Cordos recalls that even in her first year of studies, the coursework was highly intense, with several lectures a day while her peers in other courses had the same amount in an entire week. “Coming from the Leaving Cert, going straight into such a densely packed course like Medicine was challenging. The shift from being the high achiever in secondary school to sometimes being able to just get by in classes was jarring. The weighting for these modules was also quite heavy, so there was a lot of pressure on us even at the very start to do well. Many of my peers had to do repeats of entire modules even if they only failed one component.” 

Cordos feels that this is the main driver of poor mental health within her field, recalling her own personal experience with student mental health services. “Mental health awareness is such an important issue, especially in light of the suicide within medicine last year. Earlier this year I decided to reach out to the student counselling service, who deemed it necessary for me to come back and have regular appointments with a psychologist. Initially I was delighted. I felt I had been heard and was getting the help I needed – I was struggling with college at the time, after receiving Christmas exam results.”

However, she quickly found these supports insufficient. The help was “not there in a timely manner – they put me on a waiting list in March and then only got confirmation of a psychologist appointment in June. By that point I had already received my summer exam results and my mental health had worsened, which was disappointing to say the least”.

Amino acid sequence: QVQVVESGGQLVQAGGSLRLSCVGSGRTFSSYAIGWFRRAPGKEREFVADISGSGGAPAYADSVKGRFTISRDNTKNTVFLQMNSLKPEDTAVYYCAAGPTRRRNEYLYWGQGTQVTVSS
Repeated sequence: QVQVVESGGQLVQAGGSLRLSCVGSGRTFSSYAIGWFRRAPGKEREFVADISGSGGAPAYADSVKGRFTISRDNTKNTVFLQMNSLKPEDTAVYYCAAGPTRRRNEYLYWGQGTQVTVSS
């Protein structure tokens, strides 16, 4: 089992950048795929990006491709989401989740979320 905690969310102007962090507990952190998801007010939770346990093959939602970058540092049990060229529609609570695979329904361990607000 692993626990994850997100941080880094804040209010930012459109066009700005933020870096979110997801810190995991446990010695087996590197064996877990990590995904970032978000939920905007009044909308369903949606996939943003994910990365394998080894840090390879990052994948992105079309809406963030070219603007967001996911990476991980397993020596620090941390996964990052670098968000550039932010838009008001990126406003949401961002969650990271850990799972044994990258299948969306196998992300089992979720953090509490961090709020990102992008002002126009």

This experience is one of many. Figures from a report by Trinity’s Student Counselling Service published in the last quarter of 2021/2022 indicate that there were already a record-breaking number of students accessing the service at that point – 2,525 had been in contact, with the wait being three to four months in some cases.

Within Trinity’s STEM courses, we have had four tragic suicides in the past four years. In light of this, students agreed enough was enough and demanded better mental health support to be implemented.

Mike Walsh echoed this need for change. “Personally, I think the online supports and tools are a positive move on the colleges behalf but are sometimes inadequate to students’ needs. It is hard for students experiencing poor mental health to come forward and seek help so it’s important that the support is there for them as soon as required.”